The U.S. dollar index is hovering near its lowest level in more than a year, and according to one strategist we may have just witnessed a bottom.
Paul Ciana, chief global technical strategist at Bank of America, says there are two charts of the dollar that show how grossly oversold it is.
On CNBC's "Futures Now" Tuesday, Ciana looked at a weekly chart of the U.S. dollar index and noted that its latest declines actually haven't had too much brawn behind them. The strategist is looking at the relative strength index, or RSI, of the U.S. dollar, which tracks the momentum of the dollar's moves. The RSI has reached its lowest level in years, according to Ciana's chart, meaning that the latest drop in the dollar didn't have as much momentum to the downside. This leads the strategist to believe that "it could be wise to think about a little bit of a dollar long."
But in addition to the RSI reading, Ciana also points out that "dollar breadth measures show bearish momentum and oversold conditions" unseen since around 2012.
"As it stands today, there are only two dollar crosses that are above their 200-day moving average," said Ciana. "The magnitude of those downtrends is massive. With that, as of [Monday], 11 of 30 dollar crosses were oversold."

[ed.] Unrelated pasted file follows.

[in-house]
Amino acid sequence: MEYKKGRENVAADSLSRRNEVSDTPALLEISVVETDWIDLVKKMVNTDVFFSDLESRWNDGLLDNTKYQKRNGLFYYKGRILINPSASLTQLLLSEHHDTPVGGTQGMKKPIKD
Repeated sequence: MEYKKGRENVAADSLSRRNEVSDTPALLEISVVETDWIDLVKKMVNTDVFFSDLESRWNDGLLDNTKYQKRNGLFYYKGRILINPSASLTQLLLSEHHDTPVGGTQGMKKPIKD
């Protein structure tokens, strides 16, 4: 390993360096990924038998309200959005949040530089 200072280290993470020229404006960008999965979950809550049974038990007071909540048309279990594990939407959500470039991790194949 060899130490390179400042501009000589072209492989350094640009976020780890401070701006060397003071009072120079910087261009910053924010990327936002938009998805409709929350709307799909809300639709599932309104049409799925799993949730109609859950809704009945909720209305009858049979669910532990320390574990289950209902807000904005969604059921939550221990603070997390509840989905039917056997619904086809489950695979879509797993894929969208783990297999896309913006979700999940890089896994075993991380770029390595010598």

For investors looking to play the dollar to the longside, Ciana advocates a more "seasonal" approach. According to Ciana, seasonal data shows that in the month of August, the U.S. dollar has actually held strong against nine emerging market currencies, especially the Mexican peso. In other words, not only should investors be long the U.S. dollar, but they may also possibly want to short the peso.
The dollar bounced off its 13-month lows on Wednesday, ahead of the Fed's decision.